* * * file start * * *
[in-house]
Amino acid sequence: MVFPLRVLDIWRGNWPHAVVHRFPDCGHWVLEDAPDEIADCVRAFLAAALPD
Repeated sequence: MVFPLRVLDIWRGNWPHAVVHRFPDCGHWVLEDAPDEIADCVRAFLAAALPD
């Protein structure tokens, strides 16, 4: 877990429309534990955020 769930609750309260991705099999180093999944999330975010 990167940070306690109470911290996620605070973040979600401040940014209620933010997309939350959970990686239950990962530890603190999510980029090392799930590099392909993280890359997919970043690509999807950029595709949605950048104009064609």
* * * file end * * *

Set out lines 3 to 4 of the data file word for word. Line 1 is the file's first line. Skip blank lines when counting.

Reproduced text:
Repeated sequence: MVFPLRVLDIWRGNWPHAVVHRFPDCGHWVLEDAPDEIADCVRAFLAAALPD
């Protein structure tokens, strides 16, 4: 877990429309534990955020 769930609750309260991705099999180093999944999330975010 990167940070306690109470911290996620605070973040979600401040940014209620933010997309939350959970990686239950990962530890603190999510980029090392799930590099392909993280890359997919970043690509999807950029595709949605950048104009064609």